And The One That Broke My Heart: I Have Some Questions for You by Rebecca Makkai

Ah, those books that are so good you can hardly stand to put them down.

Maybe you need to rest your bugged out dry eyeballs for just a few minutes. But then you remember you may be just a page or two from a major plot point and you eagerly pick up a book again, diving in and reading until you run out of time or pages, whichever comes first.

Such was the case for me with Rebecca Makkai’s latest, “I Have Some Questions For You.” A super fan since “The Great Believers,” I ran to the bookstore a few weeks back and bought this hardcover, and once I gave Celeste Ng her due, I dove right in.

Everything everyone is saying is accurate — Makkai’s tale of an outsider on the inside at a Northeastern boarding school is a page turner. It is campy, it is witty, it is emotionally desperate in all the right ways and it is, yes, heartbreaking. Former student-turned-guest teacher Bodie Kane is forced to revisit her past at Granby, a New Hampshire school where staff and students alike willfully ignore its unspoken reputation as a safety school in comparison to all the Exeters and alike. Where the wealthy kids and legacy admits can make or break the lives of those on scholarship. Where, if you don’t fit in in the first few weeks, you’re likely never to fit in at all.

For Bodie, as painful as being an outsider is, it affords her the opportunity to be an observationalist, which serves her well 20-plus years later, teaching podcasting to a group of students — one of which that wants to take up the murder of her one-time roommate as the topic of discussion.

The experience is the mechanism by which Bodie can revisit those years, those students, and whether or not the man sitting in prison for her roommate’s murder is indeed the person who committed the crime.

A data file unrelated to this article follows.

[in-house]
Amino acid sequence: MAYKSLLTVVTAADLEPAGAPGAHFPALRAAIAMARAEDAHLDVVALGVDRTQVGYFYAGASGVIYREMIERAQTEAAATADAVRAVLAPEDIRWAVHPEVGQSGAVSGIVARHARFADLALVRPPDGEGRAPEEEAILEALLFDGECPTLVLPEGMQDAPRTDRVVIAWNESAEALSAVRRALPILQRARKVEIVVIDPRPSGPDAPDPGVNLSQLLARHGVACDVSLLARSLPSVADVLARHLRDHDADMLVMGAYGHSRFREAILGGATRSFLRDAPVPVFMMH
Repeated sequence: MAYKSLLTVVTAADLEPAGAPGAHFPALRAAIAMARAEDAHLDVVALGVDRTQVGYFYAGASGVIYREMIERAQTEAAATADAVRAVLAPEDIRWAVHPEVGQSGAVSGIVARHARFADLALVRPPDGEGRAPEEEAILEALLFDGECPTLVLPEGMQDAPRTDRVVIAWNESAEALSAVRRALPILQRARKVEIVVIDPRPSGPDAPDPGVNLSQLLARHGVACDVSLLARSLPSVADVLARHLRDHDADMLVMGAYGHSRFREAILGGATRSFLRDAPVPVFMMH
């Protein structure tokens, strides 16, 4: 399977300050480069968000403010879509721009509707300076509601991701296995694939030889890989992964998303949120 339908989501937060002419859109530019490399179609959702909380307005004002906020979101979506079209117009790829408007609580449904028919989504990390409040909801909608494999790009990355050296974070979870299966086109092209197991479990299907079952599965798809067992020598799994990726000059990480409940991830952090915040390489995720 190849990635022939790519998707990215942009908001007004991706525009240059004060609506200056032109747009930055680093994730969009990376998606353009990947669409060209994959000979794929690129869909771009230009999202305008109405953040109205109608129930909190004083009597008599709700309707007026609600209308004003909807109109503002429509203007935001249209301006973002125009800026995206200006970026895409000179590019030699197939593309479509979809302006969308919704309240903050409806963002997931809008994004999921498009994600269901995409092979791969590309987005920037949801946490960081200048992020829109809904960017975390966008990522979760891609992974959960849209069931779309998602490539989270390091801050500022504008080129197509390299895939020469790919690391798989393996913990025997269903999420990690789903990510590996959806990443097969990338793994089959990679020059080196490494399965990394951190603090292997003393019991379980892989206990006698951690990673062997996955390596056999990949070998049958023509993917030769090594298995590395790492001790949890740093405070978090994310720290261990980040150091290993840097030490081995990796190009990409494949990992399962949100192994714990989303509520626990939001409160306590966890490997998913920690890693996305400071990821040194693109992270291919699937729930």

Makkai also takes the time with this story not just to explore the consequences of inappropriate relationships between boys and girls and men and women and men and girls on campus, but to dissect today’s landscape of cancel culture and the concept of perspective and how one person’s understanding of an experience may be completely different when viewed from another lens.

And here’s where the heartbreak comes in — the deeper exploration into the consequences of our actions — directly and indirectly — and the ripple effect that can extend decades into the future. It’s about the group think that determines one person’s life is more valuable than another’s. And how those decision will impact the lives of their progeny for years to come.

If you haven’t yet read “The Great Believers” (and you should), then you should know that it doesn’t take much for Makkai to commit a literary assault on your soul. The last two pages of this book — as Bodie remembers Omar’s “throwaway kindness” — had me in tears. I have to force myself to remember these people aren’t real and Omar isn’t somewhere, suffering.

Ugh, so good. I highly recommend this — perfect for yourself, perfect for a book club read …. don’t pass this one up. And if you enjoy it as much as I did, try Lisa Lutz’s “The Swallows.” Who doesn’t love boarding school hijinks?

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